The following is what I learned about Virginia’s aquatic ecology and management during my second session of Virginia Master Naturalist training. The Appalachian Mountains are home to a high concentration of fresh water bodies that include rivers, streams, ponds, reservoirs, lakes, and vernal pools. Wildlife and insects congregate around water bodies because they serve as a source of water, oxygen, food (e.g., crayfish), and shelter (e.g., bank hangovers, rocks).
Importance of plants near water bodies
Water bodies provide an environment for plants; although most do not do well with wet roots. Virginia plants that can be found near water include cardinal flower, joe pye weed, alder, shadbush, sycamore, river birch, and cottonwood. Plants near water bodies serve several very important functions:
- Provide ground cover for insects that are eaten by animals.
- Control pH of soil and water to stabilize them at a slightly acidic level that is beneficial for both plants and animals.
- Control temperature of air and water
- Limit erosion and sediment pollution by stabilizing stream banks; sediment pollution is when too much of a stream bank is sliding into the water.
- Remove heavy metals from soil – Some plants (e.g., willow, water hyacinth) can remove pollution from air and soil via phytoremediation; the absorption of heavy metals.
- Food source for insects and animals – Animals attracted to Virginia’s water bodies include deer, otter, mink, raccoons, muskrat, beavers, insects (e.g., mosquitoes, butterflies), and birds. Many animals and insects rely on stream side vegetation for food. Animals help plants by eating seeds (e.g., berries) and spreading them via their movement, followed by defecation. Notably, beavers often cannot be relocated because of concerns regarding disease and/or genetics so protecting their natural habitats is important.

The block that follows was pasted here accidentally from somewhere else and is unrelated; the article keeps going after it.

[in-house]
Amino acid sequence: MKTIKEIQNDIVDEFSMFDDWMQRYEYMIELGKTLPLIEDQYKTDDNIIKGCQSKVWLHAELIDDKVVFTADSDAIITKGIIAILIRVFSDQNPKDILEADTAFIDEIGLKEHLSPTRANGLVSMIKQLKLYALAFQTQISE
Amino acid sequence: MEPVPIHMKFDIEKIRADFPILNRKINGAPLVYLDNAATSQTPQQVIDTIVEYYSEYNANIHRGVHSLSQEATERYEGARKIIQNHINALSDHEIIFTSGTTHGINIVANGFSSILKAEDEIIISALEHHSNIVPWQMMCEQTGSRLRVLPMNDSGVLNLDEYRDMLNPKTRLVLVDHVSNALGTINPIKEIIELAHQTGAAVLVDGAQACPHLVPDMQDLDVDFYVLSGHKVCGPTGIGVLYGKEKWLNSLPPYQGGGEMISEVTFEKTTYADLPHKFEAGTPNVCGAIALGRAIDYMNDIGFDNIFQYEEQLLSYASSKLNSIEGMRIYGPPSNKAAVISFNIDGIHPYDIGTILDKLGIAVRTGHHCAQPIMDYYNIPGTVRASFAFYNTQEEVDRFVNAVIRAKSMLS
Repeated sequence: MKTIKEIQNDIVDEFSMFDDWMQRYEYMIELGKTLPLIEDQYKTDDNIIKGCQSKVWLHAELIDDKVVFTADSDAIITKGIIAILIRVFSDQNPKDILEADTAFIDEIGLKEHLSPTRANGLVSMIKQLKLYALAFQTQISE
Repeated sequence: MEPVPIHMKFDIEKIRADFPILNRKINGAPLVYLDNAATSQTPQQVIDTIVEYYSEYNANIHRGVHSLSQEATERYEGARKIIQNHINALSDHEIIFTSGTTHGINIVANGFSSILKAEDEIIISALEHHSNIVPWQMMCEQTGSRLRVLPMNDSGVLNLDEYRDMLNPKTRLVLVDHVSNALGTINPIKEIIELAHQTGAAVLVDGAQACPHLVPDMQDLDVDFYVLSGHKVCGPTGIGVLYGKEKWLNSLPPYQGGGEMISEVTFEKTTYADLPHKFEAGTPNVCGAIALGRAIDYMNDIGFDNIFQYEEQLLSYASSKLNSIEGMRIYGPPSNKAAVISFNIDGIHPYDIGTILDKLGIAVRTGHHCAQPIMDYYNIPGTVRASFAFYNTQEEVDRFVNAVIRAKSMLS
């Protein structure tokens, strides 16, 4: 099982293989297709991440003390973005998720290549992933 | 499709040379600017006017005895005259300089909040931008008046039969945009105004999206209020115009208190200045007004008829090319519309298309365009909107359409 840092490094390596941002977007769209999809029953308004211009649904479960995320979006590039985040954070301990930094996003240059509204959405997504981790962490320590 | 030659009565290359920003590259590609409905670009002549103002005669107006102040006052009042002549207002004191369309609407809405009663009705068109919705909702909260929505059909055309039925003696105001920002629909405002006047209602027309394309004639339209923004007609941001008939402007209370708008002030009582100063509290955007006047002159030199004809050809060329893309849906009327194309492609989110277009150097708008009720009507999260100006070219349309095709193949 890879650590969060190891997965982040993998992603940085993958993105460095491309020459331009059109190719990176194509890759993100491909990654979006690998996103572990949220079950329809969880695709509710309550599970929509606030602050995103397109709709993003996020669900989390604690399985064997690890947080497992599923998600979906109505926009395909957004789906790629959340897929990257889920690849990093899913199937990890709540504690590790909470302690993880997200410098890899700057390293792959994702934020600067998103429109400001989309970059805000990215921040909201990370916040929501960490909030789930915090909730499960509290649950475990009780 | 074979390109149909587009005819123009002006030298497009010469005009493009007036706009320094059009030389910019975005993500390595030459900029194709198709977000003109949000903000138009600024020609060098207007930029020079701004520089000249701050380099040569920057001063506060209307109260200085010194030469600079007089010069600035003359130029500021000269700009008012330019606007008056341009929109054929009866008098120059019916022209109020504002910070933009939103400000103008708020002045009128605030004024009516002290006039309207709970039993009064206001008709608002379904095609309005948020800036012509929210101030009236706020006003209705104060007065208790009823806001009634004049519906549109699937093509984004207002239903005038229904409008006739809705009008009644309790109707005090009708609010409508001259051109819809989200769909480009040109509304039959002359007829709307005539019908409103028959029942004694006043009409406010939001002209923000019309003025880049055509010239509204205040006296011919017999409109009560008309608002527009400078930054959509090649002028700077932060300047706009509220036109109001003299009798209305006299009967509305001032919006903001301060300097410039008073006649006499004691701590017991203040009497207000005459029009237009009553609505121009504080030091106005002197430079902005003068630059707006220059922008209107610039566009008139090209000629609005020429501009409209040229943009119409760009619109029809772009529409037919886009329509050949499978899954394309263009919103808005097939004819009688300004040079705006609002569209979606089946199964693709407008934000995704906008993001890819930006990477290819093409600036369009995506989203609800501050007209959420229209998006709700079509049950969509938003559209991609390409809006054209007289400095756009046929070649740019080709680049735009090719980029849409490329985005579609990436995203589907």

Factors that affect a water body’s function
- Pollution – Air pollution (e.g., acid rain, heavy metals), sediment pollution, and people littering (e.g., banana peels, apple cores) all negatively affect a water body’s ability to function. Littering is enough of a problem at Douthat State Park that the lake has to get drained from time to time. In addition, the presence of black flies can be an indication of human pollution.
- Flash flooding – Healthy water has various speeds of water flow and a flash flood can disrupt water speeds.
- Climate change – Increases or decreases in temperature affect a water body’s ecosystem. A reduction in plants and trees near a water body can increase sun exposure and, ultimately, the temperature of a water body.
- Defoliation – Pests eating all of the leaves of a tree forces the tree to expend energy growing a second set of leaves (e.g., oak) when its energy would be better spent preparing for winter. In addition, human development (e.g., destruction of plants) can disturb a natural ecosystem.
Vernal pools are an important body of water for some of Virginia’s keystone species. Vernal pools are temporary bodies of water that typically exist from September to June. Although snapping turtles can find their way into a vernal pool, fish typically only get in via flooding. Skinks, lizards, salamanders, frogs, amphibians, and other species critical to the food chain are able to reproduce in a vernal pool predator-free because most predators (e.g., fish) require a year round water body to survive. An additional ecological benefit of vernal pools is that some amphibians live miles from their mating place (e.g., a vernal pool) which means that during their migrations they can collect and spread seeds; which is beneficial for native plants. Douthat State Park has both natural and artificial vernal pools. Finally, controversial mountain top mining can inadvertently create vernal pools; which facilitate the continuation of keystone species.
Anybody can be a citizen scientist by volunteering to perform water monitoring tests, pulling invasive weeds, counting migratory birds, counting plant variations (i.e., biodiversity count), and working with vernal pools. World Water Monitoring Day is non-profit program that raises awareness about protecting water resources by helping citizen scientists conduct basic water monitoring tests (e.g., dissolved oxygen checks). It is recommended to wear gloves and waders during water monitoring and to wash hands afterward to prevent food poisoning.